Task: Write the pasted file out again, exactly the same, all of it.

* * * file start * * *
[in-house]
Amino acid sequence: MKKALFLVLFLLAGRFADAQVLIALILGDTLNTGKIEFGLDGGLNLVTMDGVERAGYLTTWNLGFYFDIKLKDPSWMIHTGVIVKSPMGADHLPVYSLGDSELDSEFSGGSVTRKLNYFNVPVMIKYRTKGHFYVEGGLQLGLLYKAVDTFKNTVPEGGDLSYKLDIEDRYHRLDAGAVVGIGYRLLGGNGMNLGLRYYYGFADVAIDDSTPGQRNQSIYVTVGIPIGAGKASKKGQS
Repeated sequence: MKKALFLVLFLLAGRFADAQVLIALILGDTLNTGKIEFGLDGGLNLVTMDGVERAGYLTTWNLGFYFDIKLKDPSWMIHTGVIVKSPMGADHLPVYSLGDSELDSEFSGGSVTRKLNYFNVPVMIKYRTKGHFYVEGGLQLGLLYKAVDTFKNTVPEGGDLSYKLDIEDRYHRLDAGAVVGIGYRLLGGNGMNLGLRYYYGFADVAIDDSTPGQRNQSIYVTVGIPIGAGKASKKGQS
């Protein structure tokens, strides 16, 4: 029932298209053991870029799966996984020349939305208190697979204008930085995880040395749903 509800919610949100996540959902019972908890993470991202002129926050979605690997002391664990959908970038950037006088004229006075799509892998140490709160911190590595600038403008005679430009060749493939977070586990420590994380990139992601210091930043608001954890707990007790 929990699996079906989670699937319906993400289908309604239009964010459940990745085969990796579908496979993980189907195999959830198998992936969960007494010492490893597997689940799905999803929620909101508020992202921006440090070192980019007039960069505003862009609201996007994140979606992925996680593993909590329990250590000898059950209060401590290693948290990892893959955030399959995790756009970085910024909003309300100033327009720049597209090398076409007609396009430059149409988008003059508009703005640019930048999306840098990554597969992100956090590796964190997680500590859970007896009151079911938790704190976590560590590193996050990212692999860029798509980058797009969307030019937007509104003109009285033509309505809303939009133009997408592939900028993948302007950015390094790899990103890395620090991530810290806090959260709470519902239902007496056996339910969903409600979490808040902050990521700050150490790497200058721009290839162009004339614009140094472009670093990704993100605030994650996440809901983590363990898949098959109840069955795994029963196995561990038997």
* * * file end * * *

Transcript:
[in-house]
Amino acid sequence: MKKALFLVLFLLAGRFADAQVLIALILGDTLNTGKIEFGLDGGLNLVTMDGVERAGYLTTWNLGFYFDIKLKDPSWMIHTGVIVKSPMGADHLPVYSLGDSELDSEFSGGSVTRKLNYFNVPVMIKYRTKGHFYVEGGLQLGLLYKAVDTFKNTVPEGGDLSYKLDIEDRYHRLDAGAVVGIGYRLLGGNGMNLGLRYYYGFADVAIDDSTPGQRNQSIYVTVGIPIGAGKASKKGQS
Repeated sequence: MKKALFLVLFLLAGRFADAQVLIALILGDTLNTGKIEFGLDGGLNLVTMDGVERAGYLTTWNLGFYFDIKLKDPSWMIHTGVIVKSPMGADHLPVYSLGDSELDSEFSGGSVTRKLNYFNVPVMIKYRTKGHFYVEGGLQLGLLYKAVDTFKNTVPEGGDLSYKLDIEDRYHRLDAGAVVGIGYRLLGGNGMNLGLRYYYGFADVAIDDSTPGQRNQSIYVTVGIPIGAGKASKKGQS
């Protein structure tokens, strides 16, 4: 029932298209053991870029799966996984020349939305208190697979204008930085995880040395749903 509800919610949100996540959902019972908890993470991202002129926050979605690997002391664990959908970038950037006088004229006075799509892998140490709160911190590595600038403008005679430009060749493939977070586990420590994380990139992601210091930043608001954890707990007790 929990699996079906989670699937319906993400289908309604239009964010459940990745085969990796579908496979993980189907195999959830198998992936969960007494010492490893597997689940799905999803929620909101508020992202921006440090070192980019007039960069505003862009609201996007994140979606992925996680593993909590329990250590000898059950209060401590290693948290990892893959955030399959995790756009970085910024909003309300100033327009720049597209090398076409007609396009430059149409988008003059508009703005640019930048999306840098990554597969992100956090590796964190997680500590859970007896009151079911938790704190976590560590590193996050990212692999860029798509980058797009969307030019937007509104003109009285033509309505809303939009133009997408592939900028993948302007950015390094790899990103890395620090991530810290806090959260709470519902239902007496056996339910969903409600979490808040902050990521700050150490790497200058721009290839162009004339614009140094472009670093990704993100605030994650996440809901983590363990898949098959109840069955795994029963196995561990038997």